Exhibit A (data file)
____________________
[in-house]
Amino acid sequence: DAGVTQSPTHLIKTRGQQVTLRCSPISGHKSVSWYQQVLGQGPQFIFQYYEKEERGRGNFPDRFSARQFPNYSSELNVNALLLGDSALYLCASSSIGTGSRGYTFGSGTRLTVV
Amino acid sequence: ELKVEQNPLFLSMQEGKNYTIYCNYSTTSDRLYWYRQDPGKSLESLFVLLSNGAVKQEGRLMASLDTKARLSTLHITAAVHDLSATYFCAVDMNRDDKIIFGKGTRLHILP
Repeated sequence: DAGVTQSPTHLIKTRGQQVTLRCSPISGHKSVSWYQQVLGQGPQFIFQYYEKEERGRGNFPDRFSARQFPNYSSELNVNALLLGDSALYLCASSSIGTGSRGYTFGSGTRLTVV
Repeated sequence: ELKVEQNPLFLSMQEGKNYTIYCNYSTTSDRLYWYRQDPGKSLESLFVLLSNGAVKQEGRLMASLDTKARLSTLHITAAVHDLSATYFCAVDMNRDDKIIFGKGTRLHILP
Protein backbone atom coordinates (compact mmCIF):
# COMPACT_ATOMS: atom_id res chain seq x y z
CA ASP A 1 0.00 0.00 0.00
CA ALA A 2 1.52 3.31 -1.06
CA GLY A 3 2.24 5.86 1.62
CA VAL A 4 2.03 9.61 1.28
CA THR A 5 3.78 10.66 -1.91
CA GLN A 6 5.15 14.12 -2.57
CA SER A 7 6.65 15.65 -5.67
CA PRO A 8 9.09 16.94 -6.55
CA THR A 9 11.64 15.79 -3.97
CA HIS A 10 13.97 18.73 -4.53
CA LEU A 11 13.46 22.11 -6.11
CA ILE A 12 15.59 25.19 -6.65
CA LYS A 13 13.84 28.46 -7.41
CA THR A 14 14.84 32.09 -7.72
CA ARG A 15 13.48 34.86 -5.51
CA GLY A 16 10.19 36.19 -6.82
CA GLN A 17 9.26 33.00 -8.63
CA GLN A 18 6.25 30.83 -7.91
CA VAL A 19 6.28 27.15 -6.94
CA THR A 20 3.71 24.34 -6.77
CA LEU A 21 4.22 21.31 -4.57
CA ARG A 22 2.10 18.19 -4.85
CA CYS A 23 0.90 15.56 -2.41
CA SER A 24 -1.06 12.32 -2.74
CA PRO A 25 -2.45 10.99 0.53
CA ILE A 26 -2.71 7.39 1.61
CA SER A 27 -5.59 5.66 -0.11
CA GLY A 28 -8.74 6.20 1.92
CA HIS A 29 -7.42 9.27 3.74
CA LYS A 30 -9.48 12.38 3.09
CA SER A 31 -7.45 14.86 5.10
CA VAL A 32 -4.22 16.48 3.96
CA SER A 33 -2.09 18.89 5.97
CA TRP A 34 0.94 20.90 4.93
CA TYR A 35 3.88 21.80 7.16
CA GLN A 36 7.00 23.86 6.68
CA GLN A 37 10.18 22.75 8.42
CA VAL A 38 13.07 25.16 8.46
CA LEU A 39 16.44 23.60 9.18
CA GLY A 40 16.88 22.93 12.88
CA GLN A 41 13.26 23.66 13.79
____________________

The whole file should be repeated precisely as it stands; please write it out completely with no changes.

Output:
[in-house]
Amino acid sequence: DAGVTQSPTHLIKTRGQQVTLRCSPISGHKSVSWYQQVLGQGPQFIFQYYEKEERGRGNFPDRFSARQFPNYSSELNVNALLLGDSALYLCASSSIGTGSRGYTFGSGTRLTVV
Amino acid sequence: ELKVEQNPLFLSMQEGKNYTIYCNYSTTSDRLYWYRQDPGKSLESLFVLLSNGAVKQEGRLMASLDTKARLSTLHITAAVHDLSATYFCAVDMNRDDKIIFGKGTRLHILP
Repeated sequence: DAGVTQSPTHLIKTRGQQVTLRCSPISGHKSVSWYQQVLGQGPQFIFQYYEKEERGRGNFPDRFSARQFPNYSSELNVNALLLGDSALYLCASSSIGTGSRGYTFGSGTRLTVV
Repeated sequence: ELKVEQNPLFLSMQEGKNYTIYCNYSTTSDRLYWYRQDPGKSLESLFVLLSNGAVKQEGRLMASLDTKARLSTLHITAAVHDLSATYFCAVDMNRDDKIIFGKGTRLHILP
Protein backbone atom coordinates (compact mmCIF):
# COMPACT_ATOMS: atom_id res chain seq x y z
CA ASP A 1 0.00 0.00 0.00
CA ALA A 2 1.52 3.31 -1.06
CA GLY A 3 2.24 5.86 1.62
CA VAL A 4 2.03 9.61 1.28
CA THR A 5 3.78 10.66 -1.91
CA GLN A 6 5.15 14.12 -2.57
CA SER A 7 6.65 15.65 -5.67
CA PRO A 8 9.09 16.94 -6.55
CA THR A 9 11.64 15.79 -3.97
CA HIS A 10 13.97 18.73 -4.53
CA LEU A 11 13.46 22.11 -6.11
CA ILE A 12 15.59 25.19 -6.65
CA LYS A 13 13.84 28.46 -7.41
CA THR A 14 14.84 32.09 -7.72
CA ARG A 15 13.48 34.86 -5.51
CA GLY A 16 10.19 36.19 -6.82
CA GLN A 17 9.26 33.00 -8.63
CA GLN A 18 6.25 30.83 -7.91
CA VAL A 19 6.28 27.15 -6.94
CA THR A 20 3.71 24.34 -6.77
CA LEU A 21 4.22 21.31 -4.57
CA ARG A 22 2.10 18.19 -4.85
CA CYS A 23 0.90 15.56 -2.41
CA SER A 24 -1.06 12.32 -2.74
CA PRO A 25 -2.45 10.99 0.53
CA ILE A 26 -2.71 7.39 1.61
CA SER A 27 -5.59 5.66 -0.11
CA GLY A 28 -8.74 6.20 1.92
CA HIS A 29 -7.42 9.27 3.74
CA LYS A 30 -9.48 12.38 3.09
CA SER A 31 -7.45 14.86 5.10
CA VAL A 32 -4.22 16.48 3.96
CA SER A 33 -2.09 18.89 5.97
CA TRP A 34 0.94 20.90 4.93
CA TYR A 35 3.88 21.80 7.16
CA GLN A 36 7.00 23.86 6.68
CA GLN A 37 10.18 22.75 8.42
CA VAL A 38 13.07 25.16 8.46
CA LEU A 39 16.44 23.60 9.18
CA GLY A 40 16.88 22.93 12.88
CA GLN A 41 13.26 23.66 13.79